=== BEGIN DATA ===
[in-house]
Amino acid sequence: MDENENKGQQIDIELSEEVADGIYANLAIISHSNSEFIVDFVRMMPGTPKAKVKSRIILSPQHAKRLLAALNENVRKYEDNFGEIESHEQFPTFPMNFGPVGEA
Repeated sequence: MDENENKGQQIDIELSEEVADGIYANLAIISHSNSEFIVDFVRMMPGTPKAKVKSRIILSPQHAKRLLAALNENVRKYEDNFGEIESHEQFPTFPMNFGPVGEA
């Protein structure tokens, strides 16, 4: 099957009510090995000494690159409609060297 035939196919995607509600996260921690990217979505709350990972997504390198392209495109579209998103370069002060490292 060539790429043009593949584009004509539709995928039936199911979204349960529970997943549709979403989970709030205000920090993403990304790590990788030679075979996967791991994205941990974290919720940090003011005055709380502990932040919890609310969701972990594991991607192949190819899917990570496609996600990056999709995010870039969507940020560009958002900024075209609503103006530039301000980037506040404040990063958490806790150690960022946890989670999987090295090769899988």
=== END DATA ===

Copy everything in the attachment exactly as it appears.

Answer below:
[in-house]
Amino acid sequence: MDENENKGQQIDIELSEEVADGIYANLAIISHSNSEFIVDFVRMMPGTPKAKVKSRIILSPQHAKRLLAALNENVRKYEDNFGEIESHEQFPTFPMNFGPVGEA
Repeated sequence: MDENENKGQQIDIELSEEVADGIYANLAIISHSNSEFIVDFVRMMPGTPKAKVKSRIILSPQHAKRLLAALNENVRKYEDNFGEIESHEQFPTFPMNFGPVGEA
């Protein structure tokens, strides 16, 4: 099957009510090995000494690159409609060297 035939196919995607509600996260921690990217979505709350990972997504390198392209495109579209998103370069002060490292 060539790429043009593949584009004509539709995928039936199911979204349960529970997943549709979403989970709030205000920090993403990304790590990788030679075979996967791991994205941990974290919720940090003011005055709380502990932040919890609310969701972990594991991607192949190819899917990570496609996600990056999709995010870039969507940020560009958002900024075209609503103006530039301000980037506040404040990063958490806790150690960022946890989670999987090295090769899988």